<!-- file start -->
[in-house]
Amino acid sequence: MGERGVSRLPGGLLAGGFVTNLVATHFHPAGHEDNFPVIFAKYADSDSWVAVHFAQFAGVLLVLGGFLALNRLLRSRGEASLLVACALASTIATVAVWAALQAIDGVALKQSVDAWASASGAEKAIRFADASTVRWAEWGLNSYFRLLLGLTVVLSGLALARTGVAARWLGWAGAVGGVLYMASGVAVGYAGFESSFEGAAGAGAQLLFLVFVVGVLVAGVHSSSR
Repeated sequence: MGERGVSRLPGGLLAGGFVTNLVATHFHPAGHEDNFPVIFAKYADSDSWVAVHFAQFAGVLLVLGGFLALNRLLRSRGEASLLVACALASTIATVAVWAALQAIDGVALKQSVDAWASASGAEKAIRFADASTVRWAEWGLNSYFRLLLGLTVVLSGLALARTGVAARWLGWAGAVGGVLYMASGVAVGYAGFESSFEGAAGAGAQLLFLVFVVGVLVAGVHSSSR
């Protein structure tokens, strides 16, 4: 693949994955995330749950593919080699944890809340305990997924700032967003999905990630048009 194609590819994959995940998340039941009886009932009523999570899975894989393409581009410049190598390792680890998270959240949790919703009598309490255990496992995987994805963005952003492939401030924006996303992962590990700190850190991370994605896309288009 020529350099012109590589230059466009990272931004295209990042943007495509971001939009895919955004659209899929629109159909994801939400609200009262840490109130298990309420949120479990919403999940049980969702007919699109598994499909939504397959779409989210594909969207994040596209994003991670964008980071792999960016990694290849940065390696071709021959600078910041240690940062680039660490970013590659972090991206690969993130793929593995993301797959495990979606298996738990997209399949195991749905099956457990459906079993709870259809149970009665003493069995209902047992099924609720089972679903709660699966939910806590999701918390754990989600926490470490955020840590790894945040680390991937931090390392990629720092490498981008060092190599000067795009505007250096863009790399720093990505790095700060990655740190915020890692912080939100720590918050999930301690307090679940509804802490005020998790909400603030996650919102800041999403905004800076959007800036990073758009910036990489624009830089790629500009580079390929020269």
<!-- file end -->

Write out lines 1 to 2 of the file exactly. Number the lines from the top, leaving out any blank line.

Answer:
[in-house]
Amino acid sequence: MGERGVSRLPGGLLAGGFVTNLVATHFHPAGHEDNFPVIFAKYADSDSWVAVHFAQFAGVLLVLGGFLALNRLLRSRGEASLLVACALASTIATVAVWAALQAIDGVALKQSVDAWASASGAEKAIRFADASTVRWAEWGLNSYFRLLLGLTVVLSGLALARTGVAARWLGWAGAVGGVLYMASGVAVGYAGFESSFEGAAGAGAQLLFLVFVVGVLVAGVHSSSR